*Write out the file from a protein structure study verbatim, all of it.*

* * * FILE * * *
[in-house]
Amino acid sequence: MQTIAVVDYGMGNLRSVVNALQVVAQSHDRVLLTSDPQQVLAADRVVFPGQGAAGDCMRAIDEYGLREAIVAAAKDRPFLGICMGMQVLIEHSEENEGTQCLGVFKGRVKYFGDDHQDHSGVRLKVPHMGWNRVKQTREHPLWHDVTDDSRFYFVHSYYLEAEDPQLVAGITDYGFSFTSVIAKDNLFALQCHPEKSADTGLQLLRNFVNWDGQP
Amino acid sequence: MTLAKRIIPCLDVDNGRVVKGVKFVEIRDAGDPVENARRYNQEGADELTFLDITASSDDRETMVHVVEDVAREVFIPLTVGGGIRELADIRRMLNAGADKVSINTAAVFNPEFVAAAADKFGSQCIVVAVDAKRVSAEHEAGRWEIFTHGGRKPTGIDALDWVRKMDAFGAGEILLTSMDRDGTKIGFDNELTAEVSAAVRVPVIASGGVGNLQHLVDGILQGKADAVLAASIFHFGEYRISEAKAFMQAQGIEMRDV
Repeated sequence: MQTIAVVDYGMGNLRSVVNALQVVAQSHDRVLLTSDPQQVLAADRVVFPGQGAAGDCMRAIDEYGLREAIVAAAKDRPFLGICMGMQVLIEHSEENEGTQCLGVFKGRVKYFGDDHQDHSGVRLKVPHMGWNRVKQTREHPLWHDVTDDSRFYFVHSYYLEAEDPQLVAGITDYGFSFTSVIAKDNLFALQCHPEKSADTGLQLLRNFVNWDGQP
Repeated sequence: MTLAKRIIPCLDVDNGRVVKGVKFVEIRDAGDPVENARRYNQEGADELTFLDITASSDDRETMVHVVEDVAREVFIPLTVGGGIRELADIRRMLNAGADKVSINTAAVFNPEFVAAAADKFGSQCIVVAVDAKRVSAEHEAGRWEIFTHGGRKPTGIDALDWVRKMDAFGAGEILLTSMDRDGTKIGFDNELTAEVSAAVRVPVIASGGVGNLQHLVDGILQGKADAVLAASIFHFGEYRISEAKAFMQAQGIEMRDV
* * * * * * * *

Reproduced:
[in-house]
Amino acid sequence: MQTIAVVDYGMGNLRSVVNALQVVAQSHDRVLLTSDPQQVLAADRVVFPGQGAAGDCMRAIDEYGLREAIVAAAKDRPFLGICMGMQVLIEHSEENEGTQCLGVFKGRVKYFGDDHQDHSGVRLKVPHMGWNRVKQTREHPLWHDVTDDSRFYFVHSYYLEAEDPQLVAGITDYGFSFTSVIAKDNLFALQCHPEKSADTGLQLLRNFVNWDGQP
Amino acid sequence: MTLAKRIIPCLDVDNGRVVKGVKFVEIRDAGDPVENARRYNQEGADELTFLDITASSDDRETMVHVVEDVAREVFIPLTVGGGIRELADIRRMLNAGADKVSINTAAVFNPEFVAAAADKFGSQCIVVAVDAKRVSAEHEAGRWEIFTHGGRKPTGIDALDWVRKMDAFGAGEILLTSMDRDGTKIGFDNELTAEVSAAVRVPVIASGGVGNLQHLVDGILQGKADAVLAASIFHFGEYRISEAKAFMQAQGIEMRDV
Repeated sequence: MQTIAVVDYGMGNLRSVVNALQVVAQSHDRVLLTSDPQQVLAADRVVFPGQGAAGDCMRAIDEYGLREAIVAAAKDRPFLGICMGMQVLIEHSEENEGTQCLGVFKGRVKYFGDDHQDHSGVRLKVPHMGWNRVKQTREHPLWHDVTDDSRFYFVHSYYLEAEDPQLVAGITDYGFSFTSVIAKDNLFALQCHPEKSADTGLQLLRNFVNWDGQP
Repeated sequence: MTLAKRIIPCLDVDNGRVVKGVKFVEIRDAGDPVENARRYNQEGADELTFLDITASSDDRETMVHVVEDVAREVFIPLTVGGGIRELADIRRMLNAGADKVSINTAAVFNPEFVAAAADKFGSQCIVVAVDAKRVSAEHEAGRWEIFTHGGRKPTGIDALDWVRKMDAFGAGEILLTSMDRDGTKIGFDNELTAEVSAAVRVPVIASGGVGNLQHLVDGILQGKADAVLAASIFHFGEYRISEAKAFMQAQGIEMRDV